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Homework Help: Permutation and Combination

  1. Jan 19, 2005 #1
    Consider these problems:
    1. In how many ways can 7 boys be seated around a round table?
    2. If seven beads of different colors are put on a ring how many different desighns can be made?
    3. I have six books with identical black bindings, 8 with identical red bindings. In how many ways can I arrange them on a shelf so as to give the same apperance?
    4. In how many ways can we choose a team of 5 from 10 boys?

    Recently I've started to study probablity, the books I'm reading have a chapter on permutation and combination before the one on probablity.
    Now the problem is that I think there are so many pitfalls in per & com problems.
    For example in the first problem my answer was 7! but the book said that it's 7!/7.
    In the second one I got 7!/7 (from what I learnt from the first one) and the right answer is 7!/7*2. In the third one I even didn't get the quetion and in the forth one my answer was (10C5) but the correct one was (10C5)/2 :yuck:

    I can figure it out in two ways:
    1. That's all a matter of experience and after solving some problems, I will do better.

    2. In the next years of my study there are some mathematics that after learning them all the problems of per&comb will seem easy to me.

    Which one is the case?
    And the important question for me is:
    Is understanding all of them necessary for learning probablity or I can loosen it up for now and get right into studying probablity?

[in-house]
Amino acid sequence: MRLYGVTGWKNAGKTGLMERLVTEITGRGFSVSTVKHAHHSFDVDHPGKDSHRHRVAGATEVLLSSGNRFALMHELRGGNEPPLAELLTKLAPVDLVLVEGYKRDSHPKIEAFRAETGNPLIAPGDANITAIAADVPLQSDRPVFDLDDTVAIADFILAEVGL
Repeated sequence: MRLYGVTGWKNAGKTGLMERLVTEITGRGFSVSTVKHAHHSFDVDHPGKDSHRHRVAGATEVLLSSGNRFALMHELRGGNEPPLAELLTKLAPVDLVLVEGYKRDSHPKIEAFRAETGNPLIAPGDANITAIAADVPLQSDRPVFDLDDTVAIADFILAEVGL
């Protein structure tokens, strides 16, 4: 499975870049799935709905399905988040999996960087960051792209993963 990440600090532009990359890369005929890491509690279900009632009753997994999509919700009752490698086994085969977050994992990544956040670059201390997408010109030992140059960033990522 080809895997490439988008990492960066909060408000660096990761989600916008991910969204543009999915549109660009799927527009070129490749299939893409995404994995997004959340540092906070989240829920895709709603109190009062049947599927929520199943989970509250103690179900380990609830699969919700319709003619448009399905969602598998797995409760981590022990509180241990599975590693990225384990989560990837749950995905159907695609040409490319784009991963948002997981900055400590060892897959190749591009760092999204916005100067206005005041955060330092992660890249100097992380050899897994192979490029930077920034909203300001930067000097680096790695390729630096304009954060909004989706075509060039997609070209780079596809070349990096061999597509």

2. jcsd
  3. Jan 19, 2005 #2
    Combinatorics,,, which is the math involved with counting... which is what you're studying right now, is very important in applications of many different fields.

    Just so you know the probability of an outcome is equal the number of ways the desired outcome could happen divided by the number of all possible outcomes.
    Therefore you must be able to count both of those outcomes, which is what your learning right now.... so it is essential that you learn them in order to move on to probability

    Don't get discouraged.. its natural to get bogged down by all these counting problems (some can really make your head swim!). You get better with practice! :biggrin:

    These are the fundamentals of counting so there really isn't any other math that will make it easier. :frown:
    Last edited: Jan 20, 2005
  4. Jan 21, 2005 #3
    Ok, so I must start posting jillions of problems to this forum; to get help from experts.
    Thank you.
  5. Jan 21, 2005 #4
    I will answer one of your question... which one you like? pick one...
  6. Jan 22, 2005 #5
    The third one please.
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